Whether you are looking for a lighting fixture to grace your foyer, set the tone in your dining room, or add character to another room in your house, chandeliers are the classic choice for making a big impression. Today's modern, contemporary, and transitional styles offer an ever expanding array of fixture designs. In addition to style and materials, there are a variety of other factors to consider when selecting your ideal chandelier, including size, light output, type of light source, dimming options, and more.
In order to help you narrow down the choices, here are answers to some of the most commonly asked questions relevant to buying a chandelier.
Aside from style, the three main factors to selecting a chandelier are: size/scale, direction of light output (glare versus glitter), and control (dimming).
Having something too big or too small can result in a disproportioned look in your space. A 30" tall chandelier hanging in the middle of the room with 8' ceilings will feel extremely low in the space and look strange. If you buy something too small, the piece may seem dwarfed by the room. When in doubt, it is better to err on the larger size, since chandeliers are statement pieces.
Use the following "rule of thumb" method to size your chandelier to be the focal point of a room (wherever it is not installed above a table or counter).
This is just a guide, but it does provide a place to start. Try our Chandelier Sizing Tool to easily find the right sized chandelier for your space.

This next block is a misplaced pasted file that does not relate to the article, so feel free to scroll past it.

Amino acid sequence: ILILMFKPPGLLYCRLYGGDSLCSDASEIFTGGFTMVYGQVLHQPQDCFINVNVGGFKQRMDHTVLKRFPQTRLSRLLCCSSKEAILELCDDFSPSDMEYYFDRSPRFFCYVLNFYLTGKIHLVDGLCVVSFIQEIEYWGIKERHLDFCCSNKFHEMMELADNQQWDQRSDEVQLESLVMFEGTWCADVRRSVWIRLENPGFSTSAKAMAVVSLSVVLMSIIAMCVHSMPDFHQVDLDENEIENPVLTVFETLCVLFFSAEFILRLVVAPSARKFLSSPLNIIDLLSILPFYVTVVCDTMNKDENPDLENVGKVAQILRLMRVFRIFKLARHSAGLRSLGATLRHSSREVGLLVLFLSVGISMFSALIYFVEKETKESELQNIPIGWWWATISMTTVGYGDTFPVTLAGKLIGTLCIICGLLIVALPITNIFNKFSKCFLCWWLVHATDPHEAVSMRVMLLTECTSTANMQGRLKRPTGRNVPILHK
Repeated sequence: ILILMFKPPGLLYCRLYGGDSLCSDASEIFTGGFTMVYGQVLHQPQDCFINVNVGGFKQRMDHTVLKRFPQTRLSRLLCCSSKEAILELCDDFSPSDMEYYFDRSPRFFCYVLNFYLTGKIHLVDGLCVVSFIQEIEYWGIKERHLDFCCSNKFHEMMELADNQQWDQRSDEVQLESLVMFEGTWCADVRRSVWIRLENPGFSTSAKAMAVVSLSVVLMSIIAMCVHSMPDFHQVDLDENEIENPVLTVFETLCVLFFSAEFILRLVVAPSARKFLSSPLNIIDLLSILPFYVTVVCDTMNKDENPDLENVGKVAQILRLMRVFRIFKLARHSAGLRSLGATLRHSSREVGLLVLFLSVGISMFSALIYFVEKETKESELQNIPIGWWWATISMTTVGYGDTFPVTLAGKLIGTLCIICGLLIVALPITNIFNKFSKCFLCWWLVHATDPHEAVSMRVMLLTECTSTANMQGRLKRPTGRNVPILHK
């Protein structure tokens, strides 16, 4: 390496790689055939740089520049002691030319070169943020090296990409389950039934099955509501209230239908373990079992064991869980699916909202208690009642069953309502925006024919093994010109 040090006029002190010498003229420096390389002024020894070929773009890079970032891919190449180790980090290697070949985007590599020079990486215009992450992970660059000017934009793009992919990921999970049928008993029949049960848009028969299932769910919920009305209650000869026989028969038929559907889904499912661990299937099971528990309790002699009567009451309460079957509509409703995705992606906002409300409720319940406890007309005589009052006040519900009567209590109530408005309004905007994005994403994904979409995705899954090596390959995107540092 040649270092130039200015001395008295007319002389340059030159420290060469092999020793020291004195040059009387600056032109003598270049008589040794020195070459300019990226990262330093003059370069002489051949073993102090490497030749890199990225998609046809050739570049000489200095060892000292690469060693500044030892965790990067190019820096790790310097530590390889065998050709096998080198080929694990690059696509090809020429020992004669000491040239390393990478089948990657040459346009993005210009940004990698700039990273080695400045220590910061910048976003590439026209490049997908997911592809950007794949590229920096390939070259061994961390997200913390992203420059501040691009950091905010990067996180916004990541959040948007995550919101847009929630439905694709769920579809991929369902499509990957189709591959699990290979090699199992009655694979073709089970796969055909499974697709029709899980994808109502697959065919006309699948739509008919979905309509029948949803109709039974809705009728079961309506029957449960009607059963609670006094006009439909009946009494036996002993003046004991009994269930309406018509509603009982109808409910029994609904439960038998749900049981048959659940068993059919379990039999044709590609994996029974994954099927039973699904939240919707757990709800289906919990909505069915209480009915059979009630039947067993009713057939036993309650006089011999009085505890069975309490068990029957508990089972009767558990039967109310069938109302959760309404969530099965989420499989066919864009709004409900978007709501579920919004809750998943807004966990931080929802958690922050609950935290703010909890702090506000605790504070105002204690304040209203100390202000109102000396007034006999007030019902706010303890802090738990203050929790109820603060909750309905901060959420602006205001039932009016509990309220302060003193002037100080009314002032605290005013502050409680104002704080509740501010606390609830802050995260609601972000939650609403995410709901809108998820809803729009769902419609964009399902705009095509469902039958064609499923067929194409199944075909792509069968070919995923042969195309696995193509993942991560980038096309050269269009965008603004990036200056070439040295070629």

You also want to make sure that the light coming out of the fixture isn't glary. There is nothing worse than sitting at a dining room table with the glare of a bright bulb coming at your face. What direction is the light going? Are the bulbs concealed or exposed? If the bulbs are exposed, you should consider adding a dimmer to your chandelier to control the light output.
For a more modern look and design, focus on satin nickel or chrome finishes. Bronze finishes are more commonly found in transitional fixtures, which combine design elements from both traditional and contemporary styles. Modern designs trend towards chrome and satin nickel. Also look for clean lines, with a minimal amount of ornate decoration. Keep in mind that your chandelier's finish and materials should also complement other finishes in your space.
Chandeliers are sized by diameter and height. The number of bulbs may also impact size. I recommend a chandelier's diameter to be 1/2 to 2/3 the width of your dining table. Today's average dining room chandelier is a four to six light, 26-30" diameter fixture.
Take ceiling height and chandelier height into consideration before buying, too. The chandelier should hang about 30"- 36" from the top of your table to the bottom of the fixture itself. A chandelier that is too tall might end up sitting almost on top of your table! However, if you have tall ceilings a two- or three-tiered design could work great. I love the Tilda by Arteriors Home.
Try our Chandelier Size Guide to configure your ideal chandelier size based on the size of your dining table and the height of the ceiling. There are options for both square and round tables to size a dining room chandelier.
Chandeliers are decorative fixtures, meant to impart style and ambiance, so do not expect your chandelier to be a room's primary light source. This is one of the biggest mistakes you can make with a chandelier. Placing a single fixture in the center of a room and expecting it to entirely light that room is a recipe for bad lighting. This is compounded if the chandelier's bulbs are exposed, something common to many chandeliers.
Chandeliers work best as a supplementary light source and even better when incorporated into a layered lighting scheme. For example, incorporating recessed cans, cove lighting, or wall sconces in a room are great ways to accent the space, highlight walls, paintings, plants, countertops, and cabinets.